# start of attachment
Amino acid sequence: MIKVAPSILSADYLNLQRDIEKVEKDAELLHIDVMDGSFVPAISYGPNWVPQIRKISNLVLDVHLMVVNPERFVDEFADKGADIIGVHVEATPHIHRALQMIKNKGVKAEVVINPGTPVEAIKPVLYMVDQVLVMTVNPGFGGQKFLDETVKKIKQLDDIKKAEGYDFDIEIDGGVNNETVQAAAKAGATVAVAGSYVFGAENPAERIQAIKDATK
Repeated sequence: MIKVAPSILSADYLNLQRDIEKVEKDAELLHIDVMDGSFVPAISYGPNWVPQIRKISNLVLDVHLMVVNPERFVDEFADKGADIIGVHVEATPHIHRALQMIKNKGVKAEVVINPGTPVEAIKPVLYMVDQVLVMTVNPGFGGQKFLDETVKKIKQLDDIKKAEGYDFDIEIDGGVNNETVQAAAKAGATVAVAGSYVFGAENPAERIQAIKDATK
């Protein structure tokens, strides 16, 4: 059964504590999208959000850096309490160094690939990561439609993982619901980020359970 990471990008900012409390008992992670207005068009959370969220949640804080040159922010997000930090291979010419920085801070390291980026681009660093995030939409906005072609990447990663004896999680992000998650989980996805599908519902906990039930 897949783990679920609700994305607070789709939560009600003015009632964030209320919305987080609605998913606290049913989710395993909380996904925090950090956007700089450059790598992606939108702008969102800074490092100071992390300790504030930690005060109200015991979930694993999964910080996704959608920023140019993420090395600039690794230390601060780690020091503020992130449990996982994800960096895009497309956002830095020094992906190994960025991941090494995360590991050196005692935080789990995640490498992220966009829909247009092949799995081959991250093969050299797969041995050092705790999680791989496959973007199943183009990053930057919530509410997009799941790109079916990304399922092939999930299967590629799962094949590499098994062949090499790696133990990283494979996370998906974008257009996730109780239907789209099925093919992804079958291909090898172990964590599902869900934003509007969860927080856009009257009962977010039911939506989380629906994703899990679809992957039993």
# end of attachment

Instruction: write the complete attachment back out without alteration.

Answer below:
Amino acid sequence: MIKVAPSILSADYLNLQRDIEKVEKDAELLHIDVMDGSFVPAISYGPNWVPQIRKISNLVLDVHLMVVNPERFVDEFADKGADIIGVHVEATPHIHRALQMIKNKGVKAEVVINPGTPVEAIKPVLYMVDQVLVMTVNPGFGGQKFLDETVKKIKQLDDIKKAEGYDFDIEIDGGVNNETVQAAAKAGATVAVAGSYVFGAENPAERIQAIKDATK
Repeated sequence: MIKVAPSILSADYLNLQRDIEKVEKDAELLHIDVMDGSFVPAISYGPNWVPQIRKISNLVLDVHLMVVNPERFVDEFADKGADIIGVHVEATPHIHRALQMIKNKGVKAEVVINPGTPVEAIKPVLYMVDQVLVMTVNPGFGGQKFLDETVKKIKQLDDIKKAEGYDFDIEIDGGVNNETVQAAAKAGATVAVAGSYVFGAENPAERIQAIKDATK
């Protein structure tokens, strides 16, 4: 059964504590999208959000850096309490160094690939990561439609993982619901980020359970 990471990008900012409390008992992670207005068009959370969220949640804080040159922010997000930090291979010419920085801070390291980026681009660093995030939409906005072609990447990663004896999680992000998650989980996805599908519902906990039930 897949783990679920609700994305607070789709939560009600003015009632964030209320919305987080609605998913606290049913989710395993909380996904925090950090956007700089450059790598992606939108702008969102800074490092100071992390300790504030930690005060109200015991979930694993999964910080996704959608920023140019993420090395600039690794230390601060780690020091503020992130449990996982994800960096895009497309956002830095020094992906190994960025991941090494995360590991050196005692935080789990995640490498992220966009829909247009092949799995081959991250093969050299797969041995050092705790999680791989496959973007199943183009990053930057919530509410997009799941790109079916990304399922092939999930299967590629799962094949590499098994062949090499790696133990990283494979996370998906974008257009996730109780239907789209099925093919992804079958291909090898172990964590599902869900934003509007969860927080856009009257009962977010039911939506989380629906994703899990679809992957039993």